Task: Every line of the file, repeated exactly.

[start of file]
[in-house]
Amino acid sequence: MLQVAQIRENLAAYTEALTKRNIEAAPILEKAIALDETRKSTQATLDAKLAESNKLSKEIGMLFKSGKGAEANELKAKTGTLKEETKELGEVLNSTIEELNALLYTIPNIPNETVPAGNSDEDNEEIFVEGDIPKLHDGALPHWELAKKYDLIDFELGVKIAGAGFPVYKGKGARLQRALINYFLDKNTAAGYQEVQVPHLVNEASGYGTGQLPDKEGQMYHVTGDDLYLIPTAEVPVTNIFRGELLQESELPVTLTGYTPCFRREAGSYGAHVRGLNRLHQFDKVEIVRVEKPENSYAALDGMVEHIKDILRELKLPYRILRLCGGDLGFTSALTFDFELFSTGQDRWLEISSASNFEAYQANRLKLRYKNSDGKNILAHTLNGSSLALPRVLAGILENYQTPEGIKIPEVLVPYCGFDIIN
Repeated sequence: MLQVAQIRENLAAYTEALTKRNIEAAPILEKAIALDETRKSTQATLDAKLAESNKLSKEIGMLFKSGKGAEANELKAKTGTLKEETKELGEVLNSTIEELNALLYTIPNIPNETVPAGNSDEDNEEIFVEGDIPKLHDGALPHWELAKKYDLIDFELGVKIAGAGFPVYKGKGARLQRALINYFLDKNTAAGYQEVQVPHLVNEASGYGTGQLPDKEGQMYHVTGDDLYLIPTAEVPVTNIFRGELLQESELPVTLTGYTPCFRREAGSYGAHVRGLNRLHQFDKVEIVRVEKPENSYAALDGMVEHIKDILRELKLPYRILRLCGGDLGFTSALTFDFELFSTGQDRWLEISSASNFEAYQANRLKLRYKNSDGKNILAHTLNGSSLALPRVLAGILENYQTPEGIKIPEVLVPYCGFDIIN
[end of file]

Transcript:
[in-house]
Amino acid sequence: MLQVAQIRENLAAYTEALTKRNIEAAPILEKAIALDETRKSTQATLDAKLAESNKLSKEIGMLFKSGKGAEANELKAKTGTLKEETKELGEVLNSTIEELNALLYTIPNIPNETVPAGNSDEDNEEIFVEGDIPKLHDGALPHWELAKKYDLIDFELGVKIAGAGFPVYKGKGARLQRALINYFLDKNTAAGYQEVQVPHLVNEASGYGTGQLPDKEGQMYHVTGDDLYLIPTAEVPVTNIFRGELLQESELPVTLTGYTPCFRREAGSYGAHVRGLNRLHQFDKVEIVRVEKPENSYAALDGMVEHIKDILRELKLPYRILRLCGGDLGFTSALTFDFELFSTGQDRWLEISSASNFEAYQANRLKLRYKNSDGKNILAHTLNGSSLALPRVLAGILENYQTPEGIKIPEVLVPYCGFDIIN
Repeated sequence: MLQVAQIRENLAAYTEALTKRNIEAAPILEKAIALDETRKSTQATLDAKLAESNKLSKEIGMLFKSGKGAEANELKAKTGTLKEETKELGEVLNSTIEELNALLYTIPNIPNETVPAGNSDEDNEEIFVEGDIPKLHDGALPHWELAKKYDLIDFELGVKIAGAGFPVYKGKGARLQRALINYFLDKNTAAGYQEVQVPHLVNEASGYGTGQLPDKEGQMYHVTGDDLYLIPTAEVPVTNIFRGELLQESELPVTLTGYTPCFRREAGSYGAHVRGLNRLHQFDKVEIVRVEKPENSYAALDGMVEHIKDILRELKLPYRILRLCGGDLGFTSALTFDFELFSTGQDRWLEISSASNFEAYQANRLKLRYKNSDGKNILAHTLNGSSLALPRVLAGILENYQTPEGIKIPEVLVPYCGFDIIN